Maundy Thursday Maun"dy Thurs"day [ Middle English maunde a command, Old French mandé , Latin mandatum , from mandare to command. See called from the ancient custom of washing the feet of the poor on this day, which was taken to be the fulfillment of the "new commandment," John xiii. 5, 34. ] (Eccl.) The Thursday in Passion week, or next before Good Friday.
Maungy Maun"gy adjective Mangy. [ Obsolete] Skelton.
Mauresque Mau·resque" adjective & noun See Moresque .
Maurist Maur"ist noun [ From Maurus , the favorite disciple of St. Benedict.] A member of the Congregation of Saint Maur, an offshoot of the Benedictines, originating in France in the early part of the seventeenth century. The Maurists have been distinguished for their interest in literature.
Mausolean Mau`so·le"an adjective [ Latin Mausoleus . See Mausoleum .] Pertaining to a mausoleum; monumental.
Mausoleum Mau`so·le"um noun
, Latin -lea
. [ Latin mausoleum
, Greek ..., from ... Mausolus, king of Caria, to whom Artemisia, his widow, erected a stately monument.] A magnificent tomb, or stately sepulchral monument.
Mauther Mau"ther noun [ Confer Anglo-Saxon mægþ a maid.] [ Also spelled mawther , mother .] A girl; esp., a great, awkward girl; a wench. [ Prov. Eng.]
Mauvaniline Mauv`an"i·line noun (Chemistry) See Mauve aniline , under Mauve .
Mauve Mauve (mōv) noun [ French, mallow, Latin malva . So named from the similarity of the color to that of the petals of common mallow, Malva sylvestris . See Mallow .] A color of a delicate purple, violet, or lilac. Mauve aniline (Chemistry) , a dyestuff produced artificially by the oxidation of commercial aniline, and the first discovered of the so-called coal-tar , or aniline , dyes . It consists of the sulphate of mauveïne, and is a dark brown or bronze amorphous powder, which dissolves to a beatiful purple color. Called also aniline purple , violine , etc.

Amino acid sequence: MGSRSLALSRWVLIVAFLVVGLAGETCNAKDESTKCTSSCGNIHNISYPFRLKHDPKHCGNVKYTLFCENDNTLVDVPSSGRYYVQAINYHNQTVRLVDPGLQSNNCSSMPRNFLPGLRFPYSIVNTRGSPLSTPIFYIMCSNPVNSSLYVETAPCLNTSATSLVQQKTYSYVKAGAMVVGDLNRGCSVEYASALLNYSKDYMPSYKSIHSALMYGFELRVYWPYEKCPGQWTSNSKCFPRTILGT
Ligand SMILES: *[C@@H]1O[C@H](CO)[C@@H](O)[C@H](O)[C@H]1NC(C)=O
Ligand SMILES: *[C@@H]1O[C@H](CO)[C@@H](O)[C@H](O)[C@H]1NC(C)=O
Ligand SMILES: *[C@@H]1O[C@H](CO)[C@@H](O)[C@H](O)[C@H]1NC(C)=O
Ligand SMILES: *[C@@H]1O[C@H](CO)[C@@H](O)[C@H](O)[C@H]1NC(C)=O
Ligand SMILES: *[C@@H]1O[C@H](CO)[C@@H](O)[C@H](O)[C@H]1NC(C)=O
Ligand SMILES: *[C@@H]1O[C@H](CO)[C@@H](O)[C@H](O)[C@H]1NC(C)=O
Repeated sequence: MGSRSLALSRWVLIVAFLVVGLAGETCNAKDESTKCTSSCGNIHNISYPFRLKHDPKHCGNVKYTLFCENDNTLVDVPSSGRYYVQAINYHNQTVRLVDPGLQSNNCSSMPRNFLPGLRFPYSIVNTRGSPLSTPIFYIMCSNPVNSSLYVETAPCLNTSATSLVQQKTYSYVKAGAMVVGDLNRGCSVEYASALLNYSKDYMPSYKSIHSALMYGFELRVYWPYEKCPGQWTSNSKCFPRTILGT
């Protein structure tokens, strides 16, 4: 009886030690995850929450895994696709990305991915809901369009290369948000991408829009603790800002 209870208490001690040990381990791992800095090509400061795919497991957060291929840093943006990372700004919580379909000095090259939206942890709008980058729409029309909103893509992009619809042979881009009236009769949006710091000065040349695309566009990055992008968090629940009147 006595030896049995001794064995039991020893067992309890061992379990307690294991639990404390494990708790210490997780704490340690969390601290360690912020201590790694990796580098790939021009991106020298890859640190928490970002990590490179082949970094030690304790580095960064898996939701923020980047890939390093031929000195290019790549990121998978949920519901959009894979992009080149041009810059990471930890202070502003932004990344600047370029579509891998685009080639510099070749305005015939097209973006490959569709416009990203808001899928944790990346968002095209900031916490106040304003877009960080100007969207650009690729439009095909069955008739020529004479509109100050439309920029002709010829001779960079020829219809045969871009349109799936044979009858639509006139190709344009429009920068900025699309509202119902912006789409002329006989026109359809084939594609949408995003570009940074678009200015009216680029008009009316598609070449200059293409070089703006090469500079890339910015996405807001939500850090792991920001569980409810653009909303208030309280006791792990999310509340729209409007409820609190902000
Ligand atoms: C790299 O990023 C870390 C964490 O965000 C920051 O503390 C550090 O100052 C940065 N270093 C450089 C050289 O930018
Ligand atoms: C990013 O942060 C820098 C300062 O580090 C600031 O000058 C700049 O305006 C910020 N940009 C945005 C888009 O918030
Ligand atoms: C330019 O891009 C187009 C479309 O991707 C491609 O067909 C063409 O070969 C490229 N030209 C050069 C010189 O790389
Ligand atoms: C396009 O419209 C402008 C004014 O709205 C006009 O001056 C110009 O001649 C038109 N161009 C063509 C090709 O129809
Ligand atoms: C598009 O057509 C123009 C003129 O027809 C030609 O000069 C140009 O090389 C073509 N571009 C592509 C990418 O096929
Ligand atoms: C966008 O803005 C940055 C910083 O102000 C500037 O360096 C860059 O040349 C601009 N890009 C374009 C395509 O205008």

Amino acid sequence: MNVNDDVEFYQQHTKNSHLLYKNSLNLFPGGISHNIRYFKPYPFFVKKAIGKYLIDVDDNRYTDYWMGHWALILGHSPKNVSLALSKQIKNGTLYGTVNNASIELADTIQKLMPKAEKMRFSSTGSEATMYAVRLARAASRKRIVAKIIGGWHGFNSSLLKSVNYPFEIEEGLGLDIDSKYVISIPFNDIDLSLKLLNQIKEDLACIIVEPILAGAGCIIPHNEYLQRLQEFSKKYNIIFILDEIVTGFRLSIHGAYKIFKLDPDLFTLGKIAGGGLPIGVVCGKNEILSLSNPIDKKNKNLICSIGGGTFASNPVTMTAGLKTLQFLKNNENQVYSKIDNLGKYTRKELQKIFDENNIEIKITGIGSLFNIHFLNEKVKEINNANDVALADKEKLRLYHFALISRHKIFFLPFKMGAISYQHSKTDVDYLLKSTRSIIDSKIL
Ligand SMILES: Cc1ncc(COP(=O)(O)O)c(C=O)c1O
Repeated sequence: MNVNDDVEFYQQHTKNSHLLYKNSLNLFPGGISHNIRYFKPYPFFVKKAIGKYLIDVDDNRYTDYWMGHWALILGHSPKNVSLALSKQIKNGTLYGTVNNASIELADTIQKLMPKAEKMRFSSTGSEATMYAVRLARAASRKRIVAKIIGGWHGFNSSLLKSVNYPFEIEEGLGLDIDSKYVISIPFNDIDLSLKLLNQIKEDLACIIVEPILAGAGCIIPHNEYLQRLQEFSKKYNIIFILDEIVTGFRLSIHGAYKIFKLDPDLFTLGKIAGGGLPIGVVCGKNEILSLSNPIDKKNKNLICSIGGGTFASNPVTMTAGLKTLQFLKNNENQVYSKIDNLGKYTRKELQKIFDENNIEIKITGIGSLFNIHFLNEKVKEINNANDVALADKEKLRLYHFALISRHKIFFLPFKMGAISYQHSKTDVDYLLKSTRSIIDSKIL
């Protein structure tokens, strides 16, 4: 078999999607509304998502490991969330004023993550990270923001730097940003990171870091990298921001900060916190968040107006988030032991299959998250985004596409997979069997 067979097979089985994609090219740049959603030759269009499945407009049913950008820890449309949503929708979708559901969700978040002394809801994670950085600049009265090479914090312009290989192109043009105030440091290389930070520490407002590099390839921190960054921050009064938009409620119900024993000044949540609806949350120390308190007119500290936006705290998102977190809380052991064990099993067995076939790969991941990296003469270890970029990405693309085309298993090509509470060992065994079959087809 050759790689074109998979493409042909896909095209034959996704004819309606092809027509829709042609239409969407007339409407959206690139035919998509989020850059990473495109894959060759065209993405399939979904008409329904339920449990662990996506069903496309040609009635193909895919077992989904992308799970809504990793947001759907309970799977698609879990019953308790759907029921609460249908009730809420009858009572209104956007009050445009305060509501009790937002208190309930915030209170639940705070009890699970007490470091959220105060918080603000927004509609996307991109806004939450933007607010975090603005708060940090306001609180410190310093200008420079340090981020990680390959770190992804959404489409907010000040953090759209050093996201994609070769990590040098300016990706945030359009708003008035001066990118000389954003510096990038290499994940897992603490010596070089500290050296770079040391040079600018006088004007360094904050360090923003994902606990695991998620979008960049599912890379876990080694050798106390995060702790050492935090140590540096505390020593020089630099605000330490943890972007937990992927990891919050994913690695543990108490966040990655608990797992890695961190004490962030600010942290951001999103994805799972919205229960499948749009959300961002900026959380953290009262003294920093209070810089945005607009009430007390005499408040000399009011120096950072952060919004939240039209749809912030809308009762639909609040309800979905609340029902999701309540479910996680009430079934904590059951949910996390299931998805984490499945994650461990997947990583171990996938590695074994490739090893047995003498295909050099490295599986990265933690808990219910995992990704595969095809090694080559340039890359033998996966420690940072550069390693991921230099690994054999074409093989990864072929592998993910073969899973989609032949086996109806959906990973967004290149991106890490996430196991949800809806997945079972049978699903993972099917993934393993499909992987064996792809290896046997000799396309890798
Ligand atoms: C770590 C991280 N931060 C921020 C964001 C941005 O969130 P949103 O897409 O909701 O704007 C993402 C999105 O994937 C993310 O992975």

Mauveïne Mauve"ïne noun (Chemistry) An artificial organic base, obtained by oxidizing a mixture of aniline and toluidine, and valuable for the dyestuffs it forms. [ Written also mauvine .]
Mauvine Mauv"ine adjective Mauve- colored.
Maverick Mav"er·ick noun In the southwestern part of the united States, a bullock or heifer that has not been branded, and is unclaimed or wild; -- said to be from Maverick , the name of a cattle owner in Texas who neglected to brand his cattle.
Maverick Mav"er·ick transitive verb To take a maverick. [ Western U. S.]
Maverick brand Maverick brand A brand originated by a dishonest cattleman, who, without owning any stock, gradually accumulates a herd by finding mavericks. [ Western U. S.]
Mavis Ma"vis (mā"vĭs) noun [ French mauvis , Arm. milvid , milfid , milc'hhouid , Corn. melhuez .] (Zoology) The European throstle or song thrush ( Turdus musicus ).
Mavournin, Mavourneen Ma·vour"nin, Ma·vour"neen (mȧ*vōr"nēn) noun [ Ir. mo mhuirnin my darling; mo my + mhuirnin darling.] My darling; -- an Irish term of endearment for a girl or woman. "Erin mavournin ." Campbell.
Maw Maw (ma) noun [ See Mew a gull.] (Zoology) A gull.
Maw Maw noun
[ Middle English mawe
, Anglo-Saxon maga
stomach; akin to Dutch maag
, Old High German mago
, German magen
, Icelandic magi
, Swedish mage
, Danish mave
. √103.] 1. A stomach; the receptacle into which food is taken by swallowing; in birds, the craw; -- now used only of the lower animals, exept humorously or in contempt. Chaucer.
Bellies and maws of living creatures. Bacon. 2. Appetite; inclination.
Unless you had more maw to do me good. Beau. & Fl. Fish maw
. (Zoology) See under Fish .
Maw Maw noun An old game at cards. Sir A. Weldon.
Mawk Mawk (mak) noun [ Middle English mauk , maðek , Icelandic maðkr ; akin to Danish maddik , and English mad an earthworm. See Mad , noun ] 1. A maggot. [ Scot.] 2. A slattern; a mawks. [ Prov. Eng.]
Mawkin Maw"kin noun See Malkin , and Maukin .
Mawkingly Mawk"ing·ly adverb Slatternly. [ Obsolete]